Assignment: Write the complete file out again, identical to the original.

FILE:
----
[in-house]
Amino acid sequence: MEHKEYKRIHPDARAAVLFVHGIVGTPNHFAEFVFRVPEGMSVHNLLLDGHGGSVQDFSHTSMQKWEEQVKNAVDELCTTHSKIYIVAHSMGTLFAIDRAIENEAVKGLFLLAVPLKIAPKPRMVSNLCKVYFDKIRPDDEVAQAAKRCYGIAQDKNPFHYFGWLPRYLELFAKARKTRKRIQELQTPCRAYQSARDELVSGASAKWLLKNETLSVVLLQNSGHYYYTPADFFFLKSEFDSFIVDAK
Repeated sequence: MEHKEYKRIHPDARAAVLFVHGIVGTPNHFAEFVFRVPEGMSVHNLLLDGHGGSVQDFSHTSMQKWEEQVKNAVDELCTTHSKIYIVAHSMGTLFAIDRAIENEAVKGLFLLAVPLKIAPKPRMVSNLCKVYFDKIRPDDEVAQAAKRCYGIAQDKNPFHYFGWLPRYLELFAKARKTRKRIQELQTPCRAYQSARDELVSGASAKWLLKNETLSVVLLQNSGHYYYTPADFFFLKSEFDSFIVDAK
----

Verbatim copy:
[in-house]
Amino acid sequence: MEHKEYKRIHPDARAAVLFVHGIVGTPNHFAEFVFRVPEGMSVHNLLLDGHGGSVQDFSHTSMQKWEEQVKNAVDELCTTHSKIYIVAHSMGTLFAIDRAIENEAVKGLFLLAVPLKIAPKPRMVSNLCKVYFDKIRPDDEVAQAAKRCYGIAQDKNPFHYFGWLPRYLELFAKARKTRKRIQELQTPCRAYQSARDELVSGASAKWLLKNETLSVVLLQNSGHYYYTPADFFFLKSEFDSFIVDAK
Repeated sequence: MEHKEYKRIHPDARAAVLFVHGIVGTPNHFAEFVFRVPEGMSVHNLLLDGHGGSVQDFSHTSMQKWEEQVKNAVDELCTTHSKIYIVAHSMGTLFAIDRAIENEAVKGLFLLAVPLKIAPKPRMVSNLCKVYFDKIRPDDEVAQAAKRCYGIAQDKNPFHYFGWLPRYLELFAKARKTRKRIQELQTPCRAYQSARDELVSGASAKWLLKNETLSVVLLQNSGHYYYTPADFFFLKSEFDSFIVDAK